Never met the guy. I lived in SB from 61 until 86, when we moved to San Luis Obispo. I had a yacht sales office at the breakwater and lived on my boat. I seldom ventured down to Ventura county because of the uphill return trip – except when I bought my little Dutch steel ketch on the hard in Ventura boat yard. It had an Albin parrafin engine, by the way. I’ve always steered clear of really big boats because of the very serious financial implications involved, but I just love going out on other people’s. :-) BTW, while I was working on my steel ketch in Ventura in 76 or thereabouts, my work car was a 52 VW van. It had a single back door (for the engine room), knee-action shocks and no “eyebrow”. It was the oldest one in the US.

  26. Piloto Jim

    I don’t think I’ve ever seen a ’52 VW van. I remember the first bug imported to our area and I think it was a ’51 or ’52…maybe a little later but it had the split window and was the only one in our area of Illiniois.

    • Matt Tritt

      It was a great truck. It’s now worth around a hundred grand I’ve been told. Who Knew? I owned a 48 bug in Germany for a few minutes that had the Kubelwagen drivetrain – they were made for the Gestapo during the war!

  27. Dave Wright

    You left just as I got there. I cut boats in all the Ventura and Oxnard boatyards. One we cut in the Ventura point Marina had a pair of marinized 426 hemis in it……..sold those to, was it Don Black…….the guy that built aluminum Hemi race engines in Ventura? 52 Van……when did they build the first one? Must have been pretty close. The first Porsche’s were in 48 or 49 depending on how you count. We parked one of our workboats next to John Davidsons yacht the Principia. He and his family lived aboard her……she was a great old lake Union Cruser, maby 100 feet long. Jim Johnson was a good friend of mine, he owned the offshore support boat company Buccaneer Marine that were parked there in the big commercial slips. One of his boats was called the Jolly Roger. Large boats can be expensive but they have to be able to support themselves. I could not afford them as toys, they had to work. We had one of our 109 foot tugs hauled, power washed and bottom painted in the San Francisco dry dock about 10 years ago…….no repair work or even zincs installed ( my divers did all that under water) it cost 45,000. That is why my new 50 foot work boat we are bringing south from Alaska is going to a Canadian yard for work.

    • Matt Tritt

      Sure; I know the Principia! At one point we found a beautifulTuna clipper tender in Seattle that we planned on converterting to a dinner cruise boat for Santa Barbara, It was called the Starkissed, as I recall. Maybe 90′ on deck, fantail with a huge towing bit; huger foc’sl with many berths, long deckhouse, but the engine room. What a thing of beauty it was. Exposed connecting rods and all! Dad planned for me to be the engineer. Wonder how that would’ve worked out on the long run down the coast? We couldn’t get operating permits from the city of SB so it fell through.

  28. Piloto Jim

    The Darrien Gap, I had to take a look at Wikipedia, would probably be just about ideal for a Schwimmwagen or a Seep. While I had the Seep I learned a great deal from collectors on line and one site identified owners all over the world. Out of the 12,000 built for WWII not that many survived because most of them sunk due to such a low freeboard. There are many videos on line showing them in action which is downright scarely, but for smooth water it was an ok design. It had the same drive train as a Jeep so parts were simple, just have an extra prop or two. I am 30 miles west of the great Copper Canyon on mainland Mexico. Until a couple of years ago I was both off roading and flying (T206H) it with regularity. It’s an awesome canyon and the best way to see it, other than by air or Jeep, is by train.

    • Dave Wright

      Are they still running the train in Copper Canyon?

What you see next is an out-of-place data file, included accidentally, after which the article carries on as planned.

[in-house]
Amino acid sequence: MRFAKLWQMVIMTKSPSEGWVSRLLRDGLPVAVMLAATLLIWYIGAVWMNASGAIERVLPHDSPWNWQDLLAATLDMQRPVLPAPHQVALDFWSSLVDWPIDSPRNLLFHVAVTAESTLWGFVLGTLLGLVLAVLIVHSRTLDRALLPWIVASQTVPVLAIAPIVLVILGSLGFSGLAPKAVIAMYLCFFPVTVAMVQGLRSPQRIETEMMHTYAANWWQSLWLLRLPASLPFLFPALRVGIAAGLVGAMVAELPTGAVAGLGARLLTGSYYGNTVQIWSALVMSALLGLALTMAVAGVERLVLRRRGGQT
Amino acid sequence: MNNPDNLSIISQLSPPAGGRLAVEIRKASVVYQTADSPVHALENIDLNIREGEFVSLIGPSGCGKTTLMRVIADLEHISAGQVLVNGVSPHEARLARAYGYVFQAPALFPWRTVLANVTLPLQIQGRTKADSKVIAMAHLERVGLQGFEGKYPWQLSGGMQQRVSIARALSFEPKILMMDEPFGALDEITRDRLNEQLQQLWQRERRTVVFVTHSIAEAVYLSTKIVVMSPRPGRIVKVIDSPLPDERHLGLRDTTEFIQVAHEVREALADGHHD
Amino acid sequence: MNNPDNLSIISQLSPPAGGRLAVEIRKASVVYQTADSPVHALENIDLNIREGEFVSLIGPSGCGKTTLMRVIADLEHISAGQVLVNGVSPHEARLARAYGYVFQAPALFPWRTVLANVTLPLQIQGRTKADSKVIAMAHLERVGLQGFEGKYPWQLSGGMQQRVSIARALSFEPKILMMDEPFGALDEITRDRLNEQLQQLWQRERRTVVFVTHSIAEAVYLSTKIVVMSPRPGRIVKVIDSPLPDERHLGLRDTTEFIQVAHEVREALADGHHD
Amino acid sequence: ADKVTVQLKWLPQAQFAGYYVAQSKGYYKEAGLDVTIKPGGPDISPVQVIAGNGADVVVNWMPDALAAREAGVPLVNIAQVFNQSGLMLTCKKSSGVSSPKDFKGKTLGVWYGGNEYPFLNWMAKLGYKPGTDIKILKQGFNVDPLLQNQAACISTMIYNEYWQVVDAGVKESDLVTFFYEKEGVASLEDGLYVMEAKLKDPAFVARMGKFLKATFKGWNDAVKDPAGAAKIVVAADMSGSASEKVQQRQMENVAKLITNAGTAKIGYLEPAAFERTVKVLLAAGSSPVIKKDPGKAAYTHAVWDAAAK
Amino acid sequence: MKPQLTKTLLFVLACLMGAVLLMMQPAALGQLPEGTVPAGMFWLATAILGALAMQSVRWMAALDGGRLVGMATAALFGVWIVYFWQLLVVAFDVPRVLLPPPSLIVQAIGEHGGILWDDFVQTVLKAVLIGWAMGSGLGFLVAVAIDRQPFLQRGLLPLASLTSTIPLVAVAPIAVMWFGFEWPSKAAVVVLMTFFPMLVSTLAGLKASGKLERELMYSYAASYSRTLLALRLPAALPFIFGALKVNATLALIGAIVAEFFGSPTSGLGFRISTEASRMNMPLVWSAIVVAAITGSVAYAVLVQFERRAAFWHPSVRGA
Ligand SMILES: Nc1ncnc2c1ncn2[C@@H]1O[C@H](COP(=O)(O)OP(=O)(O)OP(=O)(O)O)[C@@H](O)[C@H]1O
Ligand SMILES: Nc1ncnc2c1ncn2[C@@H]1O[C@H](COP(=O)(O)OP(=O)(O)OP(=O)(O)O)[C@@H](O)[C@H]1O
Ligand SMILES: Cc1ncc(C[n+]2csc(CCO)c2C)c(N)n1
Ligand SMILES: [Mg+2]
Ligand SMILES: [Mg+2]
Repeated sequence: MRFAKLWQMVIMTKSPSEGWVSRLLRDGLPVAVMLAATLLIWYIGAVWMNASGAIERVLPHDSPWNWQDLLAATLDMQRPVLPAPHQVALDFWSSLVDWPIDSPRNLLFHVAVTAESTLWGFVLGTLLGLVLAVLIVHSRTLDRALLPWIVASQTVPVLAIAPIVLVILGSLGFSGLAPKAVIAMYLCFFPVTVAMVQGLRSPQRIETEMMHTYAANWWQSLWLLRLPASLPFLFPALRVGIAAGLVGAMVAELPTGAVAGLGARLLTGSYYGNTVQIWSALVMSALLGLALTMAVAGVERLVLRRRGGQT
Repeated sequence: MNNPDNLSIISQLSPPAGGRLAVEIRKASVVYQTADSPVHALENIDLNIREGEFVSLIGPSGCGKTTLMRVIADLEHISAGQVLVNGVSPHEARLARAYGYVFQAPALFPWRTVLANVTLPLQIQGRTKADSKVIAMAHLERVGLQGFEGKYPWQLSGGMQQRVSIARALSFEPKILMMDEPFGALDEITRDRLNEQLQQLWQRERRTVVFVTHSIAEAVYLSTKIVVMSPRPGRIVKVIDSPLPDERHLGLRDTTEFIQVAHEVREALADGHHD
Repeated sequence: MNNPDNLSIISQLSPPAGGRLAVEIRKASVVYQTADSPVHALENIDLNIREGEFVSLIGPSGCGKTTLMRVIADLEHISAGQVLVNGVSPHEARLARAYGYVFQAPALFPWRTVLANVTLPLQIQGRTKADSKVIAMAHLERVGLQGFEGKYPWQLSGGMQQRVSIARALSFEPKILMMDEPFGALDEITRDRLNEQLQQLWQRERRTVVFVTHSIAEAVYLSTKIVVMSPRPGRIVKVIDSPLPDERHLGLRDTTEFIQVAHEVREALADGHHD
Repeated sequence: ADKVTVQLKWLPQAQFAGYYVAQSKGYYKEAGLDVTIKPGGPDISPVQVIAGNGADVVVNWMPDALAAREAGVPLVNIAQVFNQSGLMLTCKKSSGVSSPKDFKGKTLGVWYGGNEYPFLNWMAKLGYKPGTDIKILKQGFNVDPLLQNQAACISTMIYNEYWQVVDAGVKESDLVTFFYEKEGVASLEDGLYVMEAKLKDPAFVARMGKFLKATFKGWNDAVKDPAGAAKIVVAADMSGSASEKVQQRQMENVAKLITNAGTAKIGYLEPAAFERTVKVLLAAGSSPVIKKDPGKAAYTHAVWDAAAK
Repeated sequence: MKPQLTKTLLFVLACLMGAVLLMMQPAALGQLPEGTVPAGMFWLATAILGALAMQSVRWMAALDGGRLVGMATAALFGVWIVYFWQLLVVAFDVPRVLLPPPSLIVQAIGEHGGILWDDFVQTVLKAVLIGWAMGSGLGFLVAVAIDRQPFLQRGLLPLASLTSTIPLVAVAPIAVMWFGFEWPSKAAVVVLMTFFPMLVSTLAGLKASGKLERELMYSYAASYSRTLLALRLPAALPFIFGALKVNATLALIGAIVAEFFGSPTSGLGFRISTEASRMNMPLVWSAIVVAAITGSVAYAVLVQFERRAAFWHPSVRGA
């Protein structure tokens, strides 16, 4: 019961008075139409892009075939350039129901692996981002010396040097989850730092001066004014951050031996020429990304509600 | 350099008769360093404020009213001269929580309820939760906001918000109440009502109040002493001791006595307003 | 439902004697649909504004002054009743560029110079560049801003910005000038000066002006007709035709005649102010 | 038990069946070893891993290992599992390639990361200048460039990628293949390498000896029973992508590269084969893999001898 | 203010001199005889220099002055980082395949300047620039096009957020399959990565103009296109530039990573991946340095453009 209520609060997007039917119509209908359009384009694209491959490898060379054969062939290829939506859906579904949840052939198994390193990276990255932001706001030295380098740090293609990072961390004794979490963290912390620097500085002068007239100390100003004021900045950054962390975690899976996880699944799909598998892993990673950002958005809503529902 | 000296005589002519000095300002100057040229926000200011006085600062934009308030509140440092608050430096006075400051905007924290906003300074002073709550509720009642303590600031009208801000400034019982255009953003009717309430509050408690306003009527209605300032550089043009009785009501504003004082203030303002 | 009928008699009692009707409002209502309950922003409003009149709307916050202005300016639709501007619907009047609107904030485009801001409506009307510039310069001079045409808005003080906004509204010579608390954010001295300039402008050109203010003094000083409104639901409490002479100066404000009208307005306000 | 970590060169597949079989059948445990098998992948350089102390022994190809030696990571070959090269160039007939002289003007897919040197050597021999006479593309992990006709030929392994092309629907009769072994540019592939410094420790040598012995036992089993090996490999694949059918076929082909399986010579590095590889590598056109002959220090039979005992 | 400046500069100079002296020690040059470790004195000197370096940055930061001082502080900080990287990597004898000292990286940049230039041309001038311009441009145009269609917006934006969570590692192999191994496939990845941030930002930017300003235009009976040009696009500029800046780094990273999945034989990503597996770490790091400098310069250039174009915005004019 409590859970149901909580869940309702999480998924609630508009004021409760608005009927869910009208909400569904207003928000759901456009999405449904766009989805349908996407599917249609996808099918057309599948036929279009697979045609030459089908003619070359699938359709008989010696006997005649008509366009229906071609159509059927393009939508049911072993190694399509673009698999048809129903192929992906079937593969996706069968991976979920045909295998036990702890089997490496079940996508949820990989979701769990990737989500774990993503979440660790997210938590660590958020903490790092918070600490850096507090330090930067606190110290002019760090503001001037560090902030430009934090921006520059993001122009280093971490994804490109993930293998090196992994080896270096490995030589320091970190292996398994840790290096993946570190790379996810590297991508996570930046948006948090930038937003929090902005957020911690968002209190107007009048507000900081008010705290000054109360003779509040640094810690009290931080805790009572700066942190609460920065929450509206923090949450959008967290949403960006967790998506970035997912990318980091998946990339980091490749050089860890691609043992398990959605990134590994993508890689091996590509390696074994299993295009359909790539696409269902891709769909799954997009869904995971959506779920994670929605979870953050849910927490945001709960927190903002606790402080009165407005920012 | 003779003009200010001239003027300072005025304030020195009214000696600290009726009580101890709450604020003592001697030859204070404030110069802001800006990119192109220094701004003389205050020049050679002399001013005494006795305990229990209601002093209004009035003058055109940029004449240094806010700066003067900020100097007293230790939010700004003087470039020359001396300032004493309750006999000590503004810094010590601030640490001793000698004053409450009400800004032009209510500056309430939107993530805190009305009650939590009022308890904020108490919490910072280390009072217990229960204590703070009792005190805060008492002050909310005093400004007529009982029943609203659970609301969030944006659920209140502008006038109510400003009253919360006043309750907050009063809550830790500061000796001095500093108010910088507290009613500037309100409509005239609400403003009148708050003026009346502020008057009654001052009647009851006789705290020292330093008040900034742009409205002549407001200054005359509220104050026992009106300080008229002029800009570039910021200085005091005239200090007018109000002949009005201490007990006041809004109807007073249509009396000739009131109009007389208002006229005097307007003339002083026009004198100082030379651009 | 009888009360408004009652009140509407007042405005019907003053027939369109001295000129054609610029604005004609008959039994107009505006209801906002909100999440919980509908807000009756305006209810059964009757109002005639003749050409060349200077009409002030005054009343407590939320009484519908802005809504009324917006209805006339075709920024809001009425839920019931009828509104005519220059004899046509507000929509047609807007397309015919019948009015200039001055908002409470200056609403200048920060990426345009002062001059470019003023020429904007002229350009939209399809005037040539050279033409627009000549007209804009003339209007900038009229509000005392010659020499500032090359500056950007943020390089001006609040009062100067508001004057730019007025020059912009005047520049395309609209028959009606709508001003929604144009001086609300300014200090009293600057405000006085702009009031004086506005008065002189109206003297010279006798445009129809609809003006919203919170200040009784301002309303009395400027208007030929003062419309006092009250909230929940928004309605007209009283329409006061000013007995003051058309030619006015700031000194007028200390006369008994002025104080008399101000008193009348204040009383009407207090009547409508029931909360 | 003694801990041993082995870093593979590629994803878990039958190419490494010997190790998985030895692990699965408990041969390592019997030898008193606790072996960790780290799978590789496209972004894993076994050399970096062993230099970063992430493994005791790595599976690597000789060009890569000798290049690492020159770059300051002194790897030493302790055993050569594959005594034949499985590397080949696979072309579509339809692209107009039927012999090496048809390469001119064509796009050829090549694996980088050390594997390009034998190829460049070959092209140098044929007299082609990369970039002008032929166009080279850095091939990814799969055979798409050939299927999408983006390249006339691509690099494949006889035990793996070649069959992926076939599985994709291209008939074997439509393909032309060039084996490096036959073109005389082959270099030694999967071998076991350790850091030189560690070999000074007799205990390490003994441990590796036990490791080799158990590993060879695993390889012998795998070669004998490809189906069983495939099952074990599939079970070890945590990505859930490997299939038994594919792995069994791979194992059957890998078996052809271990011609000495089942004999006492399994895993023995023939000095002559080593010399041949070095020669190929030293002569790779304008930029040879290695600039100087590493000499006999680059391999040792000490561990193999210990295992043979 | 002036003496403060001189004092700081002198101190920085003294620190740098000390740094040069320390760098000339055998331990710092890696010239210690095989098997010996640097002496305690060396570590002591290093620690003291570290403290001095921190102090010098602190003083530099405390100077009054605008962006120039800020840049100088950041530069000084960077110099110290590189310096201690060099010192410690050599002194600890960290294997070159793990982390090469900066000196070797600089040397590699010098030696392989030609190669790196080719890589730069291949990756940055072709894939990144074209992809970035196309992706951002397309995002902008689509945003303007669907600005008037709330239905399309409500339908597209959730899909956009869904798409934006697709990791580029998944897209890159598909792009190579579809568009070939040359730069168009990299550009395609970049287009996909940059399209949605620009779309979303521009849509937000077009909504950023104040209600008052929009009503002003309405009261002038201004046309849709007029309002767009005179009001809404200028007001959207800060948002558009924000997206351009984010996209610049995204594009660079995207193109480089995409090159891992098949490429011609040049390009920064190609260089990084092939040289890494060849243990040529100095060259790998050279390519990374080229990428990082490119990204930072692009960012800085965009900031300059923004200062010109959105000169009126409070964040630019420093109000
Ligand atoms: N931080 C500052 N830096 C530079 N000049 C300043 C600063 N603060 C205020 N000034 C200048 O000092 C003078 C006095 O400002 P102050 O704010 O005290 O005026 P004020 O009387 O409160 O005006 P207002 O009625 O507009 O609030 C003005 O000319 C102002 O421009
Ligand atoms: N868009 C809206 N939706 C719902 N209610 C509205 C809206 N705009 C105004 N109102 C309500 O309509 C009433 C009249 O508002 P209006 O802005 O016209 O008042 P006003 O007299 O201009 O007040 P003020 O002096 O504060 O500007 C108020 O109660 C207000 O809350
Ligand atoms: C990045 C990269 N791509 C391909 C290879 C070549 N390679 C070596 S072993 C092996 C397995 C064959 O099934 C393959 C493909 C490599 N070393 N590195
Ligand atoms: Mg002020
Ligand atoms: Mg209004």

• Matt Tritt

      The Seep had really a wee bit to little freeboard to go in the ocean with, I bet. It should have been great for exploring your part of the world! So are you near any kind of town? That’s a section of Mexico I’ve never seen at all, and man it sure is beautiful! How in the world did you end up in a place like that? My parents moved lock, stock and barrel to Jamaica in 1970, which turned out not so well for them. Thay had drive just about all over Mexico looking for an old colonial rancho of some kind, but had the witts scared out of them by a gang of mounted bandidos. Then dad ate some lovely oysters near a pristine mountain stream outlet to the sea and contracted hepatitis, which cut their trip and enthusiasm short. Long story.

  29. Dave Wright

    We cut a boat with an Albin engine……it was huge for the power it produced….I think it was the size of a 100 hp 3-71. I never ran it….was it a good engine?

    • Matt Tritt

      Well – – – It was a single with a hand crank start and compression release. As long as you planned ahead, it was fine, but not terribly powerful. The man I bought the boat from had, unbeknownst to me, misaligned the prop shaft, which caused the transmission tailshaft to fail. Since the tailshaft is rather important in keeping the prop shaft inside the boat, the shaft slid aft until the prop hit the (steel) rudder and I ended up having to do real fancy sailing to get ther into the slip. I found an Atomic 4 that needed a now home, which is the best thing I did for that boat. It would cruise at half throttle at hull speed and punch through waves without hesitating. For a gasoline engine it was the best. The Atomic weighed 50 lbs less than the Albin and put out 30 HP over the Albin’s 7. :-)

  30. Piloto Jim

    Two trains run in the Copper Canyon. One is more expensive and is worth the difference since the condition is about like new for the 1950’s. For those going from the west side of Mexico, you can board at either Los Mochis or El Fuerte in the state of Sinaloa. One needs to allow four days minimum due to train times, etc, and that is with just two nights at canyon locations. Five or six nights is more ideal. You don’t stay on the train, but in various villages, etc.

    • Matt Tritt

      Just got a reply about the Pinzgauers in Mexico from Feb 24. I wonder where these messages go while they’re in limbo?

  31. LikelyYou.com

    If you hurry, you can still grab this 1971 Pinzgauer 710K off of ebay. It s a claimed 21,000-mile barn find. The seller writes that it was imported from Switzerland, upgraded, and put away, but not without being run once a month. Sounds ideal. Do the goods live up to the story? You won t even have to drive to Idaho to check. The seller says he ll drive it to you (up to 2,000 miles).